Jul 20
SHOWBIZ FRIENDLY MAYOR by Alex J. Socorro  |  Posted in Articles  |  on Fri, Jul 20, 2012

Not a few were asking why Mayor Fred Lim was one of the pallbearers during the burial of Dolphy. Perhaps people were expecting showbiz personalities and it was surprising to see the Manila Mayor in such a role.

According to my research, Fred Lim and Dolphy were good friends, way back when Lim was still a Patrolman. After being introduced, their chance meetings became regular usually at Hizon’s in Malate.

According to an item in the Philippine Daily Inquirer: Lim recounted that Dolphy used to “treat” him whenever they dined out and later gave him a pet dog, a Great Dane that’s always barking.

Some movie industry veterans emphasized Lim’s inclination towards the movie industry. His first biopic, titled Alfredo Lim, starred Rudy Fernandez in 1977. Former Sen. Ramon Revilla played Gen. Lim in 1990. The movie was Target: Police General (Maj. Gen. Alfredo S. Lim Story).

There was another movie based on the life of Lim. This time it was the portrayal by Eddie Garcia, a hot character actor in 1995. The story was about Lim’s political life entitled Alfredo Lim: Batas Ng Maynila.

Now there’s a fourth movie tentatively titled May Langit Din Ang Mahirap. It is Cesar Montano’s turn to essay the role.

In the 2004 presidential elections, Lim was a defender of presidential candidate Fernando Poe, Jr. who was being thrown the citizenship issue by a certain Manapat Sahib of the Archives Office. Lim eventually won a senatorial seat.

And even after the death of FPJ, Alfredo Lim joined the clamor to name FPJ as the true winner in the 2004 elections. It was said that the true president of the Philippines, for Lim, was FPJ.

Mayor Lim was also a good friend of the Film Academy of the Philippines. In 2008, the City of Manila was the first LGU to hand the collection of cultural tax to the beneficiary, i.e. Film Academy.

The 2008 photo when the Film Academy, represented by Director General Leo Martinez, received the collected cultural tax from Manila Mayor Alfredo Lim

As per the news: “The mayor turned over the check to FAP Director General Leo G. Martinez and Chairman Espiridion D. Laxa in brief ceremonies at the Manila City Hall on Monday, July 14, in the presence of other FAP officials, like Wilson Tieng, MPDAP president, William Mayo, Pablo Gomez, Manny Morfe, Jose Carreon and Alex Socorro.”

“A bank cheque for P2,113,624.75 representing the share of the academy in the 25 centavo cultural development tax collected by movie houses for admission tickets in Manila retroactive to the year 1992,” the press release added.

It was unfortunate that the Manila Film Festival scandal happened during his term. The so-called envelope switching was a big disgrace to the festival. But Mayor Lim stood his ground by announcing the real winners even after the ceremony had ended.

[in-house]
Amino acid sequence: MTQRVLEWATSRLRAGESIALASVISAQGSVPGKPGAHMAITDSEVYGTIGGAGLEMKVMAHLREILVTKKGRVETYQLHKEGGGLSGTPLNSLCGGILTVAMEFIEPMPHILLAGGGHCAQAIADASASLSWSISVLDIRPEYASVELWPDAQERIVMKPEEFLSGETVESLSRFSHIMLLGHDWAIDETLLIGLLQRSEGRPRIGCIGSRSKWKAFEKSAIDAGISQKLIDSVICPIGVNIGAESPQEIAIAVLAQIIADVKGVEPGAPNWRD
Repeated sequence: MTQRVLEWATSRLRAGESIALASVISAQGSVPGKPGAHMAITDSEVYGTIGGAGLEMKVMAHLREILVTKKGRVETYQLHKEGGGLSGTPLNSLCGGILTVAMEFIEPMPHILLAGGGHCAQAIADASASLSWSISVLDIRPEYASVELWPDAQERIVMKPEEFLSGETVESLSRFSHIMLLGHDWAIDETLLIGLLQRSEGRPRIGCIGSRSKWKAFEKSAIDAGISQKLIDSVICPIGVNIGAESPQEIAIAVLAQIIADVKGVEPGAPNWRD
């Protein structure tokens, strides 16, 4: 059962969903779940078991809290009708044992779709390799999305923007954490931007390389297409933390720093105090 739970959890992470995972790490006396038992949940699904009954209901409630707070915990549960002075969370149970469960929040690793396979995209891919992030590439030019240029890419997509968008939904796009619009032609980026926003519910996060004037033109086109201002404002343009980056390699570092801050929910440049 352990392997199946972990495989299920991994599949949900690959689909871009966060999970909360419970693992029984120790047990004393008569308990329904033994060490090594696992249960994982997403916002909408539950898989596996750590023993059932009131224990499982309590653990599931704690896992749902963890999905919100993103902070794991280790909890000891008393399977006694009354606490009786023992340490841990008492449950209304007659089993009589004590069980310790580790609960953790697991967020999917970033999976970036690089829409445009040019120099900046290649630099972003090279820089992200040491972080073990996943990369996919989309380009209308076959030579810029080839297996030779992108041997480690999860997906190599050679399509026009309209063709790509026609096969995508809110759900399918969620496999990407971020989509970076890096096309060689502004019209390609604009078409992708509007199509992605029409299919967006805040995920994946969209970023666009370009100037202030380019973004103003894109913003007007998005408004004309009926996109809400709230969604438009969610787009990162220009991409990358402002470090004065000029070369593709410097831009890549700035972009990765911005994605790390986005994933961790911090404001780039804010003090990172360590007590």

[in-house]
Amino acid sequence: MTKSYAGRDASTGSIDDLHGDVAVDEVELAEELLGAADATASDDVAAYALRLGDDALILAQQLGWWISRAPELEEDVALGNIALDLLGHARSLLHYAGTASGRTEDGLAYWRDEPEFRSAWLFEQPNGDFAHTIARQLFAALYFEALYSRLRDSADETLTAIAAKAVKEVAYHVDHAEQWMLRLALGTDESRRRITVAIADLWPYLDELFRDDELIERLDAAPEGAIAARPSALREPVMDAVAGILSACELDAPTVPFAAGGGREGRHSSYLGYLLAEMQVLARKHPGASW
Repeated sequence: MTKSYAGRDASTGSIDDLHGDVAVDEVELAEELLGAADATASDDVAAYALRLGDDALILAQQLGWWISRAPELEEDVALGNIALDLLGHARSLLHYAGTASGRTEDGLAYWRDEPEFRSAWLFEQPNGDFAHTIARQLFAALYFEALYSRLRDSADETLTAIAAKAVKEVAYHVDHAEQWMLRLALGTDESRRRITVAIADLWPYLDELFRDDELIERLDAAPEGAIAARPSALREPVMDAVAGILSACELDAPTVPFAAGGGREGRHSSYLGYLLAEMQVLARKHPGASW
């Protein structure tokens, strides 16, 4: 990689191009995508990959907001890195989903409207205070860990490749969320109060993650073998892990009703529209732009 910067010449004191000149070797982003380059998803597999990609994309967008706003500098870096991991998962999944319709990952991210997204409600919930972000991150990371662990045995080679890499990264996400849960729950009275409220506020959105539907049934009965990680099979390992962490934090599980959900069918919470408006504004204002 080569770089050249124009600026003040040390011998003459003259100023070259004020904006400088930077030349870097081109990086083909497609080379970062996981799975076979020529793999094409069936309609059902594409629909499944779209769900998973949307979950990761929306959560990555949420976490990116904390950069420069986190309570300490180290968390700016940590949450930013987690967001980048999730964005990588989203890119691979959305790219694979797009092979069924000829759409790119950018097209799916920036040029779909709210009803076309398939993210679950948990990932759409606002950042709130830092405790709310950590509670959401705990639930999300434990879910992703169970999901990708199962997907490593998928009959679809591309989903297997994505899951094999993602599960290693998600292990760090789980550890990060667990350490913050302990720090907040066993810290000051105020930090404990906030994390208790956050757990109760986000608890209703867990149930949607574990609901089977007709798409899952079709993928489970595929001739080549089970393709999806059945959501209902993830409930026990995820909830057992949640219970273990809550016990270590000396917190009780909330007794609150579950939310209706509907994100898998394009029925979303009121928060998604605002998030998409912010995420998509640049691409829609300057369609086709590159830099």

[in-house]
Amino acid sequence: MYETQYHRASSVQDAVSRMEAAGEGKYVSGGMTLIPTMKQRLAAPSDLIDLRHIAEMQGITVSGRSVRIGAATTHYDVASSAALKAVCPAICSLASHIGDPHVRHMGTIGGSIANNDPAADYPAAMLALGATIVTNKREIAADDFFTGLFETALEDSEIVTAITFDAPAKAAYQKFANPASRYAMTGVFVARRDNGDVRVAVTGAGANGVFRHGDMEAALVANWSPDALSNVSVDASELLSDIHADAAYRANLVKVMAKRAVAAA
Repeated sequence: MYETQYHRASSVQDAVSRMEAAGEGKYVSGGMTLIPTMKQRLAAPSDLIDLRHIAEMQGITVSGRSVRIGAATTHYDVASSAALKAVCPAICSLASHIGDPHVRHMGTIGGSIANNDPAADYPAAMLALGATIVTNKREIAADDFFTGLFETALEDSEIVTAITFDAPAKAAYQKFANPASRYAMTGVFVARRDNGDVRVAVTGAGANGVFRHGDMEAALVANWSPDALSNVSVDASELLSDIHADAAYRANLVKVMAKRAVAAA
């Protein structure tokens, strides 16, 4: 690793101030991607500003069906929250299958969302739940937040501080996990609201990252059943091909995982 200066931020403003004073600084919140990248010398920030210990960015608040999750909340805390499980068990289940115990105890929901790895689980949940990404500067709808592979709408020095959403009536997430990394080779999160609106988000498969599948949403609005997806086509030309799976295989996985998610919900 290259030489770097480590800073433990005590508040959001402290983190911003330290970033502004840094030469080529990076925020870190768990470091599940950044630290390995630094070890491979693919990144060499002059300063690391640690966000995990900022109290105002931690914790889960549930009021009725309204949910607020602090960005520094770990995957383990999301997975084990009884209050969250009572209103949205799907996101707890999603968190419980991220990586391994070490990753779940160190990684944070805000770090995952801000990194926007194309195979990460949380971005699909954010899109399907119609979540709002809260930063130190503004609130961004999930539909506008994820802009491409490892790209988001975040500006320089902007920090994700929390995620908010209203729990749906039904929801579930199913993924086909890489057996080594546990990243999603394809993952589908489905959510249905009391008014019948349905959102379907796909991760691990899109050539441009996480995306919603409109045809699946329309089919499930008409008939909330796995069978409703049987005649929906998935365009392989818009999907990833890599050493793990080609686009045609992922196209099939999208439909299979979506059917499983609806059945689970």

To refresh, the 1994 best actor was Edu Manzano and the best actress was Aiko Melendez. Due to the machinations of Lolit Solis, the trophies went to Gabby Concepcion and Ruffa Gutierrez.

That incident was a big blow to the mayor. In fact, according to an insider, Lim was saddened when the case was dismissed after Lim’s term as Manila Mayor had ended. But personally, Lim had already forgiven the culprits.

A rare photo of a smiling Alfredo Siojo Lim with Atty. Espiridion Laxa, Leo Martinez and Wilson Tieng of Solar Films

I remember meeting Alfredo Lim for the first time, that was in the NBI office sometime in 1990. As a Senior Systems Engineer assigned to NBI, I was in charge of handling the needs of the bureau in their automation plans.

Our firm, Data Automation Concepts, had conducted the bidding process for the purchase of hardware and software by the NBI that would be used for the clearance system. We were dealing directly with the personal secretary of NBI Director Tony Carpio.

Before we could collect the amount of about 200,000 pesos, there was the unexpected changing of the guards. Police General Alfredo Lim was appointed NBI Director vice J. Antonio Carpio.

We were caught flat-footed because I personally didn’t know that our firm’s contract with NBI was not yet signed by the former Director. The deputy, Manuel Roura, and the then Assistant Director Epimaco Velasco advised us to appeal to the new Director.

Armed with the letter of appeal, Assistant Director Velasco accompanied me to the Director’s office. Without further ado, Lim grabbed the contract, scanned it with his eyes for 10 seconds and then asked why the contract was not signed.

Before I could give an explanation, the NBI Director dropped the document on the table, stood up and proceeded to the direction of the elevator. The assistant director apologized to me before running after his boss. They were to go on an important meeting, he said.

Incidentally, Epimaco Velasco, a career person, succeeded Lim as the NBI Director. He also had a film bio which starred no less than FPJ himself.

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